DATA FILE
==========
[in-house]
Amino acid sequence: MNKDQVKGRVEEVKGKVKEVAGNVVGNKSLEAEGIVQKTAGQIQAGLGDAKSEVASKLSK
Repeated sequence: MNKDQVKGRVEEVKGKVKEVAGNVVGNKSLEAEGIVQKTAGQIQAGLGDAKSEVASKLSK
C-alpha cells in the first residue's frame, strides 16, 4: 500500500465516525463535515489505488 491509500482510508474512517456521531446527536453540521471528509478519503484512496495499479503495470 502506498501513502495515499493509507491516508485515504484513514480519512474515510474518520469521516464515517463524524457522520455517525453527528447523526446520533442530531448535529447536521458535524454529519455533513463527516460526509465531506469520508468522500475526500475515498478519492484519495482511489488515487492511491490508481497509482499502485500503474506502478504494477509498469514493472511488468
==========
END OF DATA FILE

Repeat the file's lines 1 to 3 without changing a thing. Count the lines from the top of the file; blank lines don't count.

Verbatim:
[in-house]
Amino acid sequence: MNKDQVKGRVEEVKGKVKEVAGNVVGNKSLEAEGIVQKTAGQIQAGLGDAKSEVASKLSK
Repeated sequence: MNKDQVKGRVEEVKGKVKEVAGNVVGNKSLEAEGIVQKTAGQIQAGLGDAKSEVASKLSK